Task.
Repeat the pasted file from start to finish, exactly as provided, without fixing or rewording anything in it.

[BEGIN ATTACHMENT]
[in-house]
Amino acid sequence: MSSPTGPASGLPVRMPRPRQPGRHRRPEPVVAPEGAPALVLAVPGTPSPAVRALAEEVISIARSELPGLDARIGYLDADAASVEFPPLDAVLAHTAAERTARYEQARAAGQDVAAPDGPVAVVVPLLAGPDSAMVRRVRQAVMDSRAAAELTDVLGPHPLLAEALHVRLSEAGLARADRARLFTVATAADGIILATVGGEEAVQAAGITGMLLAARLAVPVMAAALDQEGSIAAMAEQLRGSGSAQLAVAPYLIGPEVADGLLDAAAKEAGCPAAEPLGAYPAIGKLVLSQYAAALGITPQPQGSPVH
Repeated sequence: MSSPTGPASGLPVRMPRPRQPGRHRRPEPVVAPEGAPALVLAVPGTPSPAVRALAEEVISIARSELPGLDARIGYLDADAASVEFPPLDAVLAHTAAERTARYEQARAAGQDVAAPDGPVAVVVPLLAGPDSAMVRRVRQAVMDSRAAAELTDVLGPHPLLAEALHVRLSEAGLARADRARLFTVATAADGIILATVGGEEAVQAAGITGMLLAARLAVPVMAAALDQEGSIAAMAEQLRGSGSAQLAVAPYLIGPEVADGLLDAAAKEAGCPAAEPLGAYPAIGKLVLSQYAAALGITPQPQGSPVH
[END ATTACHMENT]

[in-house]
Amino acid sequence: MSSPTGPASGLPVRMPRPRQPGRHRRPEPVVAPEGAPALVLAVPGTPSPAVRALAEEVISIARSELPGLDARIGYLDADAASVEFPPLDAVLAHTAAERTARYEQARAAGQDVAAPDGPVAVVVPLLAGPDSAMVRRVRQAVMDSRAAAELTDVLGPHPLLAEALHVRLSEAGLARADRARLFTVATAADGIILATVGGEEAVQAAGITGMLLAARLAVPVMAAALDQEGSIAAMAEQLRGSGSAQLAVAPYLIGPEVADGLLDAAAKEAGCPAAEPLGAYPAIGKLVLSQYAAALGITPQPQGSPVH
Repeated sequence: MSSPTGPASGLPVRMPRPRQPGRHRRPEPVVAPEGAPALVLAVPGTPSPAVRALAEEVISIARSELPGLDARIGYLDADAASVEFPPLDAVLAHTAAERTARYEQARAAGQDVAAPDGPVAVVVPLLAGPDSAMVRRVRQAVMDSRAAAELTDVLGPHPLLAEALHVRLSEAGLARADRARLFTVATAADGIILATVGGEEAVQAAGITGMLLAARLAVPVMAAALDQEGSIAAMAEQLRGSGSAQLAVAPYLIGPEVADGLLDAAAKEAGCPAAEPLGAYPAIGKLVLSQYAAALGITPQPQGSPVH